Other questions asked by those attending the meeting included:
• With center line work being completed, does that mean the center line is being shifted and therefore impact the right of way?
A MnDOT representative explained the center line was not moving, unless the state organization purchased a right-of-way easement to do so.
• Will townships in the work area be allowed to haul gravel to township roads and maintain them?
MnDOT representatives stated general maintenance to township roads should not be an issue.
• The detours may cause increased traffic on some township roads, there were concerns about the impacts on those roads.
MnDOT representatives encouraged any township officials concerned about roads that may see increased use to contact call Katy Reierson at (218) 846-3521 or Makala Simon at (320) 905-8959.
• Will all existing approaches remain?
MnDOT representatives stated they believed all approaches would remain as is. It was noted one in the Frazee to Evergreen work area will be widened with a regrade.
• Will there be dust control provided for the gravel portion of County Road 150?
MnDOT stated if dust control is needed the agency will work with the county to get the job done.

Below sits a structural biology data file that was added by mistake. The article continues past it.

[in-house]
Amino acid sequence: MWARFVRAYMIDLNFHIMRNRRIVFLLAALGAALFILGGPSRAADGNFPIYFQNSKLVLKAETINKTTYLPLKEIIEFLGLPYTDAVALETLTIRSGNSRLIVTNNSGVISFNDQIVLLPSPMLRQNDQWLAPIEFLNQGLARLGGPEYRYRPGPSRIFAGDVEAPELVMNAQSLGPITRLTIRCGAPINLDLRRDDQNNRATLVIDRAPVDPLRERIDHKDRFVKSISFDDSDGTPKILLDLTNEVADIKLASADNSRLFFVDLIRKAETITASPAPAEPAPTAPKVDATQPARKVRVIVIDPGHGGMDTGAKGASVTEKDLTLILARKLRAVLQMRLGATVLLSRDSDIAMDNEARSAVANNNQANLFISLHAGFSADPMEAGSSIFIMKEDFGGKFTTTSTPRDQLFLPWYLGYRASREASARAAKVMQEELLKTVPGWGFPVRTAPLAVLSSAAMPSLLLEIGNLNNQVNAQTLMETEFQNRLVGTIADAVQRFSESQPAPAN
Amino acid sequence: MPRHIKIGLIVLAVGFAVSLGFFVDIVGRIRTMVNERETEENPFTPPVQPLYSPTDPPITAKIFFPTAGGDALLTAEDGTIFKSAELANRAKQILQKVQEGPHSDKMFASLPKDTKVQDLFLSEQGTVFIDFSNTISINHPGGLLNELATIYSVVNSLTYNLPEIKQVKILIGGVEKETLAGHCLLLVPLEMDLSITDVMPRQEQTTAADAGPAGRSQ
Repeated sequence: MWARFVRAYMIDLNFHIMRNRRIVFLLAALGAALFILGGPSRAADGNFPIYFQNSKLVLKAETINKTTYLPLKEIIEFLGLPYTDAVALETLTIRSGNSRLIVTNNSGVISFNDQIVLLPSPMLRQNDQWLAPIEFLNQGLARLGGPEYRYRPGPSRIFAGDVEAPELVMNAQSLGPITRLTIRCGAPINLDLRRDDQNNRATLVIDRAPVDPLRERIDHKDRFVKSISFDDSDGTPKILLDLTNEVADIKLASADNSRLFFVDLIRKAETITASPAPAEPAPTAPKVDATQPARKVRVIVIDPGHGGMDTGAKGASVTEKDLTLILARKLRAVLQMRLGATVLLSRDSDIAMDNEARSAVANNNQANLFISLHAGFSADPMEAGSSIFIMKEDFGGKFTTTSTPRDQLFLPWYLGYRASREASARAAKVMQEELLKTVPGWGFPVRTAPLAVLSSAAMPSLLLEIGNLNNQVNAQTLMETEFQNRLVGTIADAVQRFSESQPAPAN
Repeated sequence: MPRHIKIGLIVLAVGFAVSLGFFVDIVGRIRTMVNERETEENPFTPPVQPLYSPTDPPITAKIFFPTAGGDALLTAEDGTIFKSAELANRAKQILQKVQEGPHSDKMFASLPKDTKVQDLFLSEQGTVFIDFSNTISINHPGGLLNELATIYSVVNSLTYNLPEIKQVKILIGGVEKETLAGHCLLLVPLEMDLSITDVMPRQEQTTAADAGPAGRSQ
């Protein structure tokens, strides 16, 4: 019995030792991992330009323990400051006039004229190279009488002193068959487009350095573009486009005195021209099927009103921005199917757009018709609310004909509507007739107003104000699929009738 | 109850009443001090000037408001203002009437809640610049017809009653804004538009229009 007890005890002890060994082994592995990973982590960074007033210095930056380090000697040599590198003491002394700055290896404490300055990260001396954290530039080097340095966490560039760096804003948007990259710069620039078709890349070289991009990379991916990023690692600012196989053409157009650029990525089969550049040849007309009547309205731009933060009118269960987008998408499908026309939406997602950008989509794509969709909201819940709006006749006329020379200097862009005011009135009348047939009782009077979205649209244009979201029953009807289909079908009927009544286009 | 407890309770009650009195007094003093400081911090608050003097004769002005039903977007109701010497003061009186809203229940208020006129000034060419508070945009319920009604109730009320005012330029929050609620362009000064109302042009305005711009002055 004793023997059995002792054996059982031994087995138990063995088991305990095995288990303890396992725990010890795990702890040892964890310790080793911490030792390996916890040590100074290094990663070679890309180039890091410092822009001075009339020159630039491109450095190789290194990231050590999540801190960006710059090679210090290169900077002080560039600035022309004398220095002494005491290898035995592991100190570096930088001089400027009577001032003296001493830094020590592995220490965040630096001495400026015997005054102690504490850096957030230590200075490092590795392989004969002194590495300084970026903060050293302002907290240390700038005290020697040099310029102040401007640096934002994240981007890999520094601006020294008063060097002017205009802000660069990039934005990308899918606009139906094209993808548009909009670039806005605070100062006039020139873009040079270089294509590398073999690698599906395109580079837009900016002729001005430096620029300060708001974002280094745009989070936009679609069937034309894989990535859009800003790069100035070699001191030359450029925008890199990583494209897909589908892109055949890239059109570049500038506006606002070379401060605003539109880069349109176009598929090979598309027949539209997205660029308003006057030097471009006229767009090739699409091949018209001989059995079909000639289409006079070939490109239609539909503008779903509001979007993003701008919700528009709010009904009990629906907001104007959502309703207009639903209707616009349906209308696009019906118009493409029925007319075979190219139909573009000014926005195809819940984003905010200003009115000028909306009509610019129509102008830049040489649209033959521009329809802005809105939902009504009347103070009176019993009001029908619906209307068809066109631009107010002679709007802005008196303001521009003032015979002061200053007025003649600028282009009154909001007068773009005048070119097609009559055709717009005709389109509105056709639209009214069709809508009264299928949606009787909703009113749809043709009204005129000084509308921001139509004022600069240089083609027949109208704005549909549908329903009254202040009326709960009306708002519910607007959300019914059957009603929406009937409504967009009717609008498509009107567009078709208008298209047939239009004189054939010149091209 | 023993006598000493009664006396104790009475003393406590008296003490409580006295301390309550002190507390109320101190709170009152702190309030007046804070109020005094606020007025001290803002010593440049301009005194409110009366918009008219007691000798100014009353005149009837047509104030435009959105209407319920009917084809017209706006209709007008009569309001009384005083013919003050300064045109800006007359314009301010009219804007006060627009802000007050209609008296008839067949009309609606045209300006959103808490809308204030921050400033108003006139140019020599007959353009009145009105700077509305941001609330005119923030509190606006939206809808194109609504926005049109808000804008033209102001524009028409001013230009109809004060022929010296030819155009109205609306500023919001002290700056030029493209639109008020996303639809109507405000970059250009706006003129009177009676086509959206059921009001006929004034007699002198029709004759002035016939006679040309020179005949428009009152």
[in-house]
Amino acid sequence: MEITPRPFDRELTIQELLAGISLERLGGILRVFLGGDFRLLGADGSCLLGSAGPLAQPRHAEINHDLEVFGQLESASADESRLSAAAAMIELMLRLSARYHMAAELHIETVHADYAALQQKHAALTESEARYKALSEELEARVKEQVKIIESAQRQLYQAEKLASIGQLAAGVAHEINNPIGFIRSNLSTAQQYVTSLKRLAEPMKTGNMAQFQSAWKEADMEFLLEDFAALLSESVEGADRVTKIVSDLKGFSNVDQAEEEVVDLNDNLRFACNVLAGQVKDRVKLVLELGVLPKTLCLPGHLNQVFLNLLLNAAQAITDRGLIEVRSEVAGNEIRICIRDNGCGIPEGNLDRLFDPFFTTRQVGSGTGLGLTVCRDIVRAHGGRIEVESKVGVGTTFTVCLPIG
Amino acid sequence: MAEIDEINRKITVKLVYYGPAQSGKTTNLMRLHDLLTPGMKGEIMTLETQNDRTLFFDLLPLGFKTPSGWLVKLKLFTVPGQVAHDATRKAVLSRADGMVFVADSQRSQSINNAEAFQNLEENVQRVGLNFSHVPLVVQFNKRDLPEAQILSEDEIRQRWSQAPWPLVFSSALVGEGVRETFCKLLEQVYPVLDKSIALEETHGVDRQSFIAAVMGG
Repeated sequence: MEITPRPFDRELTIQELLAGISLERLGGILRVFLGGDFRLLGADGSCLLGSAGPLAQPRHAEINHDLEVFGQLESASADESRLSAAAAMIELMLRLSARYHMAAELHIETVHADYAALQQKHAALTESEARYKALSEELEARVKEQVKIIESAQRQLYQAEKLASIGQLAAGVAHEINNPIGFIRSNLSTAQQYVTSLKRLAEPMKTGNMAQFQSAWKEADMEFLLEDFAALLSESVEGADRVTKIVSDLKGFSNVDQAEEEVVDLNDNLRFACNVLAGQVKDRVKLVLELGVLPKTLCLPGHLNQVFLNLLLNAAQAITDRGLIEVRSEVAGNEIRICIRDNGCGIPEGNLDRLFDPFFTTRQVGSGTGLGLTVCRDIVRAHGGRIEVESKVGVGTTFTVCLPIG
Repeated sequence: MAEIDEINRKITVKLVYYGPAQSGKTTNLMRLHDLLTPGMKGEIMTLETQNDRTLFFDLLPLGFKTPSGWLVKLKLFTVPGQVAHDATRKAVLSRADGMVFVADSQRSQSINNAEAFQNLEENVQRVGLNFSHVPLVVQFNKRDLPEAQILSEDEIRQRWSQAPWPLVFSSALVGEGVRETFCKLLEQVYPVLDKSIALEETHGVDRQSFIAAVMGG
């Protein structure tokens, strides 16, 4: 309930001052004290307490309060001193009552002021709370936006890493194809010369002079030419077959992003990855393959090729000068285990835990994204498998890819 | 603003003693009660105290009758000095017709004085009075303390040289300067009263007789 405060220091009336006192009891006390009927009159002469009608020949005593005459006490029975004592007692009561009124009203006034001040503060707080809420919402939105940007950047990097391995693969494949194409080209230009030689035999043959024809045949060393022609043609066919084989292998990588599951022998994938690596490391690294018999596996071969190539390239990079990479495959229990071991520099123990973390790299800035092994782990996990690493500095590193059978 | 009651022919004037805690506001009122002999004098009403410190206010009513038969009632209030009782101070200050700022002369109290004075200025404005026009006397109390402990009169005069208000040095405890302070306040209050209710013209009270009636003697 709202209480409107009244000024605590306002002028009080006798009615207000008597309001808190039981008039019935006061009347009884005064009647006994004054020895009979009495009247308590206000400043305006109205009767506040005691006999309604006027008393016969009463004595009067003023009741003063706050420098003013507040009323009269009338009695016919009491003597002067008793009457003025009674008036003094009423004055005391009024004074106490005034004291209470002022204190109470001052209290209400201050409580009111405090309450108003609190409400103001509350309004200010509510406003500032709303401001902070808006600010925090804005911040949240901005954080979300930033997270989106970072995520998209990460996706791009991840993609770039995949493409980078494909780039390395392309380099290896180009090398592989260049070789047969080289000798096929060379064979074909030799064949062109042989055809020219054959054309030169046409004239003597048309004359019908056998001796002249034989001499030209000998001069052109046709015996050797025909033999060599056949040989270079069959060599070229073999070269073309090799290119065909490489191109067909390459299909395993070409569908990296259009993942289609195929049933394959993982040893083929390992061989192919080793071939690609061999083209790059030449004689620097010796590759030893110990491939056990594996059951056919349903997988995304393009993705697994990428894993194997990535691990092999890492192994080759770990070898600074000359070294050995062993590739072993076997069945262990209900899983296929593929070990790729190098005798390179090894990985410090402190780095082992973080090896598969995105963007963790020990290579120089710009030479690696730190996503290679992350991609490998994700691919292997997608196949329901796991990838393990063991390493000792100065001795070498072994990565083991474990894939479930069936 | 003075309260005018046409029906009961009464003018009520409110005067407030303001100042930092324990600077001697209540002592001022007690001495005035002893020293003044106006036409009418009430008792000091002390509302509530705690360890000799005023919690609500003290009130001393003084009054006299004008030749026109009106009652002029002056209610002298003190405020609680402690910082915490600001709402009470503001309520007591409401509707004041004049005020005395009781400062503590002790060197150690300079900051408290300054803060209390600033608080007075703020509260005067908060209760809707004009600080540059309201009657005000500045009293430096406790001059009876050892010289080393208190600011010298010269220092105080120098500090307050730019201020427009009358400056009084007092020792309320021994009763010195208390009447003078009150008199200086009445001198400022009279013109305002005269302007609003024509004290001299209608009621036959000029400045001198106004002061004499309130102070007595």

• During construction will there be substantial drops at intersection lanes for motorcycle friendliness?
A MnDOT representative replied there shouldn’t be drop offs, and wedges would be put in place for safety reasons as well as bump signs where needed.
• Will all signage along Highway 87 replaced?
Yes, it will, a MnDOT employee stated.
• Can those residing along the road still get mail and package delivery?
A MnDOT employee explained the mailboxes may be relocated, depending on work being done. If a resident is concerned with delivery issues, they should contact MnDOT.
• Will vehicles still be able to cross Highway 87 when traveling north or south?
The answer to this question was yes.
• Are there plans to cut down any hills along the project area to improve sight lines?
The answer was no, and it was noted the current hills are all within the state standards for appropriate sight lines.